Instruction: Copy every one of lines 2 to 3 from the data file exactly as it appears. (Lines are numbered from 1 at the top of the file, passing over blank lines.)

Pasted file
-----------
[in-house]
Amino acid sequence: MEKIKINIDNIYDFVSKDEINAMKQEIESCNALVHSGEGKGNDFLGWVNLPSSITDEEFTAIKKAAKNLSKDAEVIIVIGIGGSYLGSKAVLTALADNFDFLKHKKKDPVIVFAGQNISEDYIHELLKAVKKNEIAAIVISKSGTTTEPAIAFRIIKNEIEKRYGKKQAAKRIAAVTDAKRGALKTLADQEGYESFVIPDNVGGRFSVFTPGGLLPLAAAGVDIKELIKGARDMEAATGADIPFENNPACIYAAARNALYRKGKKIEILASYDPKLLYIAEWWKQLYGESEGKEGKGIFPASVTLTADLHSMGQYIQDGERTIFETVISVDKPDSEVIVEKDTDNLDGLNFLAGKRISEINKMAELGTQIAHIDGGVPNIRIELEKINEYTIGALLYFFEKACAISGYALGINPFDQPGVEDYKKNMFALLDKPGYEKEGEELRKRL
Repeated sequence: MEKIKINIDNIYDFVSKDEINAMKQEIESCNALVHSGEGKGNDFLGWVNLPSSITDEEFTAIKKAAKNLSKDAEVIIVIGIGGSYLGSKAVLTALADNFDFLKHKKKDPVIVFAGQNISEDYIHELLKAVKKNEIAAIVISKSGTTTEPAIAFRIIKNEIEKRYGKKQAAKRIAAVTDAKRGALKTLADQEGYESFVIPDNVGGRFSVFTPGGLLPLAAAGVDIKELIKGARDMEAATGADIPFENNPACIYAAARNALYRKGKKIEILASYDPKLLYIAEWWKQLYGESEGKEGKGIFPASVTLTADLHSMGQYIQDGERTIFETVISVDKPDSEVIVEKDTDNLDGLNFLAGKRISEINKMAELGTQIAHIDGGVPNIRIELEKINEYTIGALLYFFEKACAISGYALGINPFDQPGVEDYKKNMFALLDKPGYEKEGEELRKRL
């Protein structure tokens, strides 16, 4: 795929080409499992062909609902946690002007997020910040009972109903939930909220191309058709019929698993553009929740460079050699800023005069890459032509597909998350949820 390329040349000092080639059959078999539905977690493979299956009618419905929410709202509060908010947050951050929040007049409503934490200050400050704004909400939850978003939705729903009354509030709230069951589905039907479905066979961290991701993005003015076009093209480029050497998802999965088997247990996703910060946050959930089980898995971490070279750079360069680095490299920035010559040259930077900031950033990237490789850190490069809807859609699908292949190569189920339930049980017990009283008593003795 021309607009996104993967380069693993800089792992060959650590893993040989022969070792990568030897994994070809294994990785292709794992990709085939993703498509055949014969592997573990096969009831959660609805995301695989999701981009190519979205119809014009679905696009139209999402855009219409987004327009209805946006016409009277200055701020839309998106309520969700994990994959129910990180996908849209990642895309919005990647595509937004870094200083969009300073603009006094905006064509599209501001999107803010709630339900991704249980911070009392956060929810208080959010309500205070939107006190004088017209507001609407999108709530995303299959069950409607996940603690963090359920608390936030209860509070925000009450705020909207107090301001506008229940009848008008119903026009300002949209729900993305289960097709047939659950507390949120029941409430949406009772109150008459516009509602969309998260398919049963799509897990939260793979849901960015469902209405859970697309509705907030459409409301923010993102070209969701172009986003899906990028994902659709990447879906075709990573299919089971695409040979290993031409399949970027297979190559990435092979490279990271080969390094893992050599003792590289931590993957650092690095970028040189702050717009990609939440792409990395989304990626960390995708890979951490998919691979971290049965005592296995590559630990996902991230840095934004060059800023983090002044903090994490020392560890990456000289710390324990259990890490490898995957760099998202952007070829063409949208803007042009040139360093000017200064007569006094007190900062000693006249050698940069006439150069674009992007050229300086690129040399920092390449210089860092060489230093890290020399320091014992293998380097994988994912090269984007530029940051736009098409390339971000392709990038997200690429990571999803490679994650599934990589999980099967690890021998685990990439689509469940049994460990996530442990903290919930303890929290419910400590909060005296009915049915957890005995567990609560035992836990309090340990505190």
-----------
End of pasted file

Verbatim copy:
Amino acid sequence: MEKIKINIDNIYDFVSKDEINAMKQEIESCNALVHSGEGKGNDFLGWVNLPSSITDEEFTAIKKAAKNLSKDAEVIIVIGIGGSYLGSKAVLTALADNFDFLKHKKKDPVIVFAGQNISEDYIHELLKAVKKNEIAAIVISKSGTTTEPAIAFRIIKNEIEKRYGKKQAAKRIAAVTDAKRGALKTLADQEGYESFVIPDNVGGRFSVFTPGGLLPLAAAGVDIKELIKGARDMEAATGADIPFENNPACIYAAARNALYRKGKKIEILASYDPKLLYIAEWWKQLYGESEGKEGKGIFPASVTLTADLHSMGQYIQDGERTIFETVISVDKPDSEVIVEKDTDNLDGLNFLAGKRISEINKMAELGTQIAHIDGGVPNIRIELEKINEYTIGALLYFFEKACAISGYALGINPFDQPGVEDYKKNMFALLDKPGYEKEGEELRKRL
Repeated sequence: MEKIKINIDNIYDFVSKDEINAMKQEIESCNALVHSGEGKGNDFLGWVNLPSSITDEEFTAIKKAAKNLSKDAEVIIVIGIGGSYLGSKAVLTALADNFDFLKHKKKDPVIVFAGQNISEDYIHELLKAVKKNEIAAIVISKSGTTTEPAIAFRIIKNEIEKRYGKKQAAKRIAAVTDAKRGALKTLADQEGYESFVIPDNVGGRFSVFTPGGLLPLAAAGVDIKELIKGARDMEAATGADIPFENNPACIYAAARNALYRKGKKIEILASYDPKLLYIAEWWKQLYGESEGKEGKGIFPASVTLTADLHSMGQYIQDGERTIFETVISVDKPDSEVIVEKDTDNLDGLNFLAGKRISEINKMAELGTQIAHIDGGVPNIRIELEKINEYTIGALLYFFEKACAISGYALGINPFDQPGVEDYKKNMFALLDKPGYEKEGEELRKRL